The Lebanese are currently waiting on the bench, torn between feelings of optimism and pessimism about the election of a new president. The catalyst of their brittle optimism relates to two internal and external factors. The first is the return to Lebanon of former Prime Minister Saad al-Hariri on Aug. 2 for the first time in three years, and the second is the denial of another term in office for Iraqi Prime Minister Nouri al-Maliki. These events are thought to have the potential to change the course of the Lebanese presidential crisis, based on the deep-seated belief that any decision concerning Lebanon's internal affairs is made by powers outside the country.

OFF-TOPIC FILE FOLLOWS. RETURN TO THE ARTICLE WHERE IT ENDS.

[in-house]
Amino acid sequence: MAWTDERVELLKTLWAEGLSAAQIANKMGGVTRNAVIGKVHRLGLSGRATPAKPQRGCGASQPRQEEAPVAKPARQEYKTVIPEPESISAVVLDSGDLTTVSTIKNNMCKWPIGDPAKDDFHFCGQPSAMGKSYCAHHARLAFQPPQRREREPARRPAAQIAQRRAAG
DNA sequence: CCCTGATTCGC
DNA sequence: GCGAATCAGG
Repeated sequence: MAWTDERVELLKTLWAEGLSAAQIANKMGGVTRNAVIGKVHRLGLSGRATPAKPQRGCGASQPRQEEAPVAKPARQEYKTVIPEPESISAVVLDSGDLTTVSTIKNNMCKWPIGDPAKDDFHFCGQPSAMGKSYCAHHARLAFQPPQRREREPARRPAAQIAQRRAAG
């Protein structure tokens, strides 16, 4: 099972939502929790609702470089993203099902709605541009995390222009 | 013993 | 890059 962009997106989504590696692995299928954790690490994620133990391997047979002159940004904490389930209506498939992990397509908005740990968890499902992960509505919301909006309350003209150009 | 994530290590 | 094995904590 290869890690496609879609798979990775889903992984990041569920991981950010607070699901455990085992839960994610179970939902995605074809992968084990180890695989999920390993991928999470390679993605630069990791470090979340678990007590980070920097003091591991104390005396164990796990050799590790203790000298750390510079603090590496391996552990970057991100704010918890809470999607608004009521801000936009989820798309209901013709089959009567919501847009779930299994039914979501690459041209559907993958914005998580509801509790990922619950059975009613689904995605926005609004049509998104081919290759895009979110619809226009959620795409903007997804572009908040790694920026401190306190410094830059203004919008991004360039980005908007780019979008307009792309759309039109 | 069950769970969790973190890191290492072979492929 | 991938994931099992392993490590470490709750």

Hariri, the young leader of the Sunni majority, left Lebanon in January 2011 after the toppling of his government at the hands of a coalition that included the Shiite political powers, Michel Aoun (leader of the Christian majority) and Walid Jumblatt (leader of the Druze majority). A new government, led by Najib Mikati, was then formed. The Lebanese explanation for the toppling was not limited to mere parliamentary calculations. Rather, many thought it might be a Syrian-Iranian coup against Saudi Arabia in Beirut with American acquiescence. It was also rumored that a quiet US-Syrian-Iranian agreement had been reached at the end of 2010 whereby Maliki was granted the premiership in Baghdad, and Hariri was ousted in Beirut. Because politics in the Middle East often takes violent turns, Hariri decided to leave Lebanon at that time. After his absence for an extended period, speculation circulated that Beirut lacked adequate security, and Hariri’s life would be in danger if he were to return.